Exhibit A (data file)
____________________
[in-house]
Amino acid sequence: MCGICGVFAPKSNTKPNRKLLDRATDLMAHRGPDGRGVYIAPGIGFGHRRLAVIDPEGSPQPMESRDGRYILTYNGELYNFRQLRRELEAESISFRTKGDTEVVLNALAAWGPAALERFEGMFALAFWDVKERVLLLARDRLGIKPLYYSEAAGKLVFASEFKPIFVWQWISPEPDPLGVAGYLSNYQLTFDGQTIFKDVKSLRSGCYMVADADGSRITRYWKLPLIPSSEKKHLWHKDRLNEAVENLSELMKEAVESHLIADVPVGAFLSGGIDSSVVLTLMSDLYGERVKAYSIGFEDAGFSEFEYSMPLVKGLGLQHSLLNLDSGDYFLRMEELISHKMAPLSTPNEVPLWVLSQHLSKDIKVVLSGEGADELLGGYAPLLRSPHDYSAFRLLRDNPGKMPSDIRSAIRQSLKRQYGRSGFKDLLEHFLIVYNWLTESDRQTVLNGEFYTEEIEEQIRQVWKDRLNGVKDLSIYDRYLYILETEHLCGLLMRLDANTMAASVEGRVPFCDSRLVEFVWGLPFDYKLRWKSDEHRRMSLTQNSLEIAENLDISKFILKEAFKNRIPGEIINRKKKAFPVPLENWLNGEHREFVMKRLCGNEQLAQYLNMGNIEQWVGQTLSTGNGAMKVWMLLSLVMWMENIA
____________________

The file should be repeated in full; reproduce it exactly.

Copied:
[in-house]
Amino acid sequence: MCGICGVFAPKSNTKPNRKLLDRATDLMAHRGPDGRGVYIAPGIGFGHRRLAVIDPEGSPQPMESRDGRYILTYNGELYNFRQLRRELEAESISFRTKGDTEVVLNALAAWGPAALERFEGMFALAFWDVKERVLLLARDRLGIKPLYYSEAAGKLVFASEFKPIFVWQWISPEPDPLGVAGYLSNYQLTFDGQTIFKDVKSLRSGCYMVADADGSRITRYWKLPLIPSSEKKHLWHKDRLNEAVENLSELMKEAVESHLIADVPVGAFLSGGIDSSVVLTLMSDLYGERVKAYSIGFEDAGFSEFEYSMPLVKGLGLQHSLLNLDSGDYFLRMEELISHKMAPLSTPNEVPLWVLSQHLSKDIKVVLSGEGADELLGGYAPLLRSPHDYSAFRLLRDNPGKMPSDIRSAIRQSLKRQYGRSGFKDLLEHFLIVYNWLTESDRQTVLNGEFYTEEIEEQIRQVWKDRLNGVKDLSIYDRYLYILETEHLCGLLMRLDANTMAASVEGRVPFCDSRLVEFVWGLPFDYKLRWKSDEHRRMSLTQNSLEIAENLDISKFILKEAFKNRIPGEIINRKKKAFPVPLENWLNGEHREFVMKRLCGNEQLAQYLNMGNIEQWVGQTLSTGNGAMKVWMLLSLVMWMENIA